In answering this question, I will discuss the ideas of bravery and loyalty. The way in which this group of teens rises to the massive hurdles and calamities that are thrown their way showcases these ideas in an exemplary fashion.
With regard to bravery, the group shows immense mettle by choosing to launch counter-attacks instead of just going to hide out in Hell. Once they have seen that everyone is being held at the showground, they could have simply retreated and lived for months or even years down in Hell. However, they choose to fight back, launching a series of espionage missions and sabotage. For example, they get the idea of blowing up a bridge near Wirrawee that is important to the logistics of the enemy's efforts in the area.
Days earlier, Ellie had been a typical teenager whose biggest concern was who she liked more between Homer and Lee. Now, Ellie and Fi are stealing a tanker and setting it on fire. Life has changed irrevocably and this group of teens bands together bravely to form a covert army, taking other lives to protect their own.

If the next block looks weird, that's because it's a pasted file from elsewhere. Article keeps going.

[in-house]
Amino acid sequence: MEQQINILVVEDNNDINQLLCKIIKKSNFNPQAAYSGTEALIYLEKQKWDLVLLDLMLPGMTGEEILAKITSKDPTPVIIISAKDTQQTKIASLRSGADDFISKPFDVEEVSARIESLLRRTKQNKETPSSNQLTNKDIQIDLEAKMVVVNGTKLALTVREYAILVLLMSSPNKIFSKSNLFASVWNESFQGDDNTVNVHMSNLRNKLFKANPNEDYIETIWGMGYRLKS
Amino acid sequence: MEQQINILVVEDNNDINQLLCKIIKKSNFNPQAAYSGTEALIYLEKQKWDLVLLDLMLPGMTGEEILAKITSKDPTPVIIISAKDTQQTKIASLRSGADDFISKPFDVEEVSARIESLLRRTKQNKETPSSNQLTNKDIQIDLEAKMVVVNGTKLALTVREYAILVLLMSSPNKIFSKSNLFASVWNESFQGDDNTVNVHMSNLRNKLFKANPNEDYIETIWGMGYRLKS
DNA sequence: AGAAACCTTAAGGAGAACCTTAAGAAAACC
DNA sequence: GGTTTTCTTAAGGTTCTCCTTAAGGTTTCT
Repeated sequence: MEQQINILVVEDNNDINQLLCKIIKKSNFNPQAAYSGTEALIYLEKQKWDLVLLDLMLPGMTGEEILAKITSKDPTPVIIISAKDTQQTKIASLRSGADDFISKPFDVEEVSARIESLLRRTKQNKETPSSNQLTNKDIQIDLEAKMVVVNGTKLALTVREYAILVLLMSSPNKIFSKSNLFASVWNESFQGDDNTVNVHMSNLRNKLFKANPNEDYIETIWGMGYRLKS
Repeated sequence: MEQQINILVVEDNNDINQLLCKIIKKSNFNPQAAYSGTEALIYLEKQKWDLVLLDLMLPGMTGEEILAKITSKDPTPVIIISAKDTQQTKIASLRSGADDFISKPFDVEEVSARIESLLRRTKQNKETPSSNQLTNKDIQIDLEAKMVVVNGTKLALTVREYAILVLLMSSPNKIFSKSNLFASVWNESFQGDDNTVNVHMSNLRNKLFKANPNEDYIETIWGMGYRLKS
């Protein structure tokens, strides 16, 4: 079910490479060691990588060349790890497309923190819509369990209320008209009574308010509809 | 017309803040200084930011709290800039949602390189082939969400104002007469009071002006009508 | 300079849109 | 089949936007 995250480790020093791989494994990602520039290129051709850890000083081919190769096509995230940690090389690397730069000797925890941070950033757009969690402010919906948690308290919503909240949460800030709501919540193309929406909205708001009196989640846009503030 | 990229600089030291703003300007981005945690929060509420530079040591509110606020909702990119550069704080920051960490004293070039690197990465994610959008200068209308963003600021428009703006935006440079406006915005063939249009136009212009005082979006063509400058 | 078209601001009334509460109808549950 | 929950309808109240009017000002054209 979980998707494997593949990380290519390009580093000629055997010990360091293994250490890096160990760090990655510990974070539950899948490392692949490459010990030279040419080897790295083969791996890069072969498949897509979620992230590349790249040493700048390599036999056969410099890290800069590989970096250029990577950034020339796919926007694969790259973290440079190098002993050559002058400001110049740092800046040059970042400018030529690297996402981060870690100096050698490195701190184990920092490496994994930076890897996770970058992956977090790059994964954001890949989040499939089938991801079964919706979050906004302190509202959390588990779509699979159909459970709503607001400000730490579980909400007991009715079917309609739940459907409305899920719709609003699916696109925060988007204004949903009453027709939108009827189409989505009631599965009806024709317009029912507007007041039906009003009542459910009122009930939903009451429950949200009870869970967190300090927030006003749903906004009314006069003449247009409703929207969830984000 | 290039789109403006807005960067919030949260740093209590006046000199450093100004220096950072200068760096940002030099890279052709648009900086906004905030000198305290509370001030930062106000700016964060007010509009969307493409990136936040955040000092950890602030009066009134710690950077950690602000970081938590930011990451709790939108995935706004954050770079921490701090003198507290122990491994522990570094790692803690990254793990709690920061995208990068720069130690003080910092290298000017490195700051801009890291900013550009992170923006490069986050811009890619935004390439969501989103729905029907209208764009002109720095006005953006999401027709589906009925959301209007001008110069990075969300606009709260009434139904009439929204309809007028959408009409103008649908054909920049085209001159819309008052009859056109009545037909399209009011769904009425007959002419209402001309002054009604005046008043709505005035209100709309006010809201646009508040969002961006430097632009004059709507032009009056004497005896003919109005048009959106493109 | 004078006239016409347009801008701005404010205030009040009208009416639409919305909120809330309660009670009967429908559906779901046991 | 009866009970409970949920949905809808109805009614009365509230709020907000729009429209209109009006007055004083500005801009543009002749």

The theme of loyalty is beautifully showcased at the end of the story, when Kevin chooses to sacrifice his freedom, and possibly his life, to get Corrie to the hospital after she is shot. He makes a speech which is one of the most moving paragraphs of the book:
I don't give a stuff what's rational and what's logical. Corrie's my mate and I'm not going to dump her and run. It has to be me or Ellie, because we're the only drivers, and Ellie, if you don't mind, I want to do it.
The loyalty that Kevin shows to his gravely injured girlfriend is worth learning about because it is a shining example of how to behave in a crisis.